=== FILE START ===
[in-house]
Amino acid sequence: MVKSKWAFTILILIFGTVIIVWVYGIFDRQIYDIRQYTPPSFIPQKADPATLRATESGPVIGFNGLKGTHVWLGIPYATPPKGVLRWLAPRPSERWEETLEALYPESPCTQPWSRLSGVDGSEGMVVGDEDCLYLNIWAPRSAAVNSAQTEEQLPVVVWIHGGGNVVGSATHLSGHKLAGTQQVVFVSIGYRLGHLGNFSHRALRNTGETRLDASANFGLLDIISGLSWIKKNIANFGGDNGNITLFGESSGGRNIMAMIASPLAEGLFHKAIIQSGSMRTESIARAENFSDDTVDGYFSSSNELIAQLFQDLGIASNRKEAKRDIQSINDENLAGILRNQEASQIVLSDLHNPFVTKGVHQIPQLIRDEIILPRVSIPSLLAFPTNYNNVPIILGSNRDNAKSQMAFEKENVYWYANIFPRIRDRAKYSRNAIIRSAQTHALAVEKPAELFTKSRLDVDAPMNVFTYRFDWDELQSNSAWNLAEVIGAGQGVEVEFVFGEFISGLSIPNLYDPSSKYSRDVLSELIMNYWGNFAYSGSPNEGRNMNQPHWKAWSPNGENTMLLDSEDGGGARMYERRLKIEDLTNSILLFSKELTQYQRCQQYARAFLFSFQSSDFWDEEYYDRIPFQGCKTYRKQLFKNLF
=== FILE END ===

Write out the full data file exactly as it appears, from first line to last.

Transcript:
[in-house]
Amino acid sequence: MVKSKWAFTILILIFGTVIIVWVYGIFDRQIYDIRQYTPPSFIPQKADPATLRATESGPVIGFNGLKGTHVWLGIPYATPPKGVLRWLAPRPSERWEETLEALYPESPCTQPWSRLSGVDGSEGMVVGDEDCLYLNIWAPRSAAVNSAQTEEQLPVVVWIHGGGNVVGSATHLSGHKLAGTQQVVFVSIGYRLGHLGNFSHRALRNTGETRLDASANFGLLDIISGLSWIKKNIANFGGDNGNITLFGESSGGRNIMAMIASPLAEGLFHKAIIQSGSMRTESIARAENFSDDTVDGYFSSSNELIAQLFQDLGIASNRKEAKRDIQSINDENLAGILRNQEASQIVLSDLHNPFVTKGVHQIPQLIRDEIILPRVSIPSLLAFPTNYNNVPIILGSNRDNAKSQMAFEKENVYWYANIFPRIRDRAKYSRNAIIRSAQTHALAVEKPAELFTKSRLDVDAPMNVFTYRFDWDELQSNSAWNLAEVIGAGQGVEVEFVFGEFISGLSIPNLYDPSSKYSRDVLSELIMNYWGNFAYSGSPNEGRNMNQPHWKAWSPNGENTMLLDSEDGGGARMYERRLKIEDLTNSILLFSKELTQYQRCQQYARAFLFSFQSSDFWDEEYYDRIPFQGCKTYRKQLFKNLF